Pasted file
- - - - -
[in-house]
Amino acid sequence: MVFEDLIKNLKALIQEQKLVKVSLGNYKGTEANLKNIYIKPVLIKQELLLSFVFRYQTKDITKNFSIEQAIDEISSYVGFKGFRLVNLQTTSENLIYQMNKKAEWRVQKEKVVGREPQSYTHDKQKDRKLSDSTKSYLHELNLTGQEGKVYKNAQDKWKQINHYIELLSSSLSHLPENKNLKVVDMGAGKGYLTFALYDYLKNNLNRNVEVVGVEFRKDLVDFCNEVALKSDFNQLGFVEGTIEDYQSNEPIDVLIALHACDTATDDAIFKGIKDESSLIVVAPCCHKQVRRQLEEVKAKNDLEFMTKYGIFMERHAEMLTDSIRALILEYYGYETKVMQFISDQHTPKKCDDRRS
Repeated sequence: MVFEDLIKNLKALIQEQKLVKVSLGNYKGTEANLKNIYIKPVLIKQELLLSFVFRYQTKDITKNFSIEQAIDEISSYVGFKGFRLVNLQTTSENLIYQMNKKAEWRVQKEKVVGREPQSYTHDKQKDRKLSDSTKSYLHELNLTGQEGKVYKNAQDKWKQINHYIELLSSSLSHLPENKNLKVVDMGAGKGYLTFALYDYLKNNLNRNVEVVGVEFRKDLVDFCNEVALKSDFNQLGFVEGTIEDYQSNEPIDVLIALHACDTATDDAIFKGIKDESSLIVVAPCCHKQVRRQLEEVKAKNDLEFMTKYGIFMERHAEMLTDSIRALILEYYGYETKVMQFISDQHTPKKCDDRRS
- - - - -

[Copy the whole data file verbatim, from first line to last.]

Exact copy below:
[in-house]
Amino acid sequence: MVFEDLIKNLKALIQEQKLVKVSLGNYKGTEANLKNIYIKPVLIKQELLLSFVFRYQTKDITKNFSIEQAIDEISSYVGFKGFRLVNLQTTSENLIYQMNKKAEWRVQKEKVVGREPQSYTHDKQKDRKLSDSTKSYLHELNLTGQEGKVYKNAQDKWKQINHYIELLSSSLSHLPENKNLKVVDMGAGKGYLTFALYDYLKNNLNRNVEVVGVEFRKDLVDFCNEVALKSDFNQLGFVEGTIEDYQSNEPIDVLIALHACDTATDDAIFKGIKDESSLIVVAPCCHKQVRRQLEEVKAKNDLEFMTKYGIFMERHAEMLTDSIRALILEYYGYETKVMQFISDQHTPKKCDDRRS
Repeated sequence: MVFEDLIKNLKALIQEQKLVKVSLGNYKGTEANLKNIYIKPVLIKQELLLSFVFRYQTKDITKNFSIEQAIDEISSYVGFKGFRLVNLQTTSENLIYQMNKKAEWRVQKEKVVGREPQSYTHDKQKDRKLSDSTKSYLHELNLTGQEGKVYKNAQDKWKQINHYIELLSSSLSHLPENKNLKVVDMGAGKGYLTFALYDYLKNNLNRNVEVVGVEFRKDLVDFCNEVALKSDFNQLGFVEGTIEDYQSNEPIDVLIALHACDTATDDAIFKGIKDESSLIVVAPCCHKQVRRQLEEVKAKNDLEFMTKYGIFMERHAEMLTDSIRALILEYYGYETKVMQFISDQHTPKKCDDRRS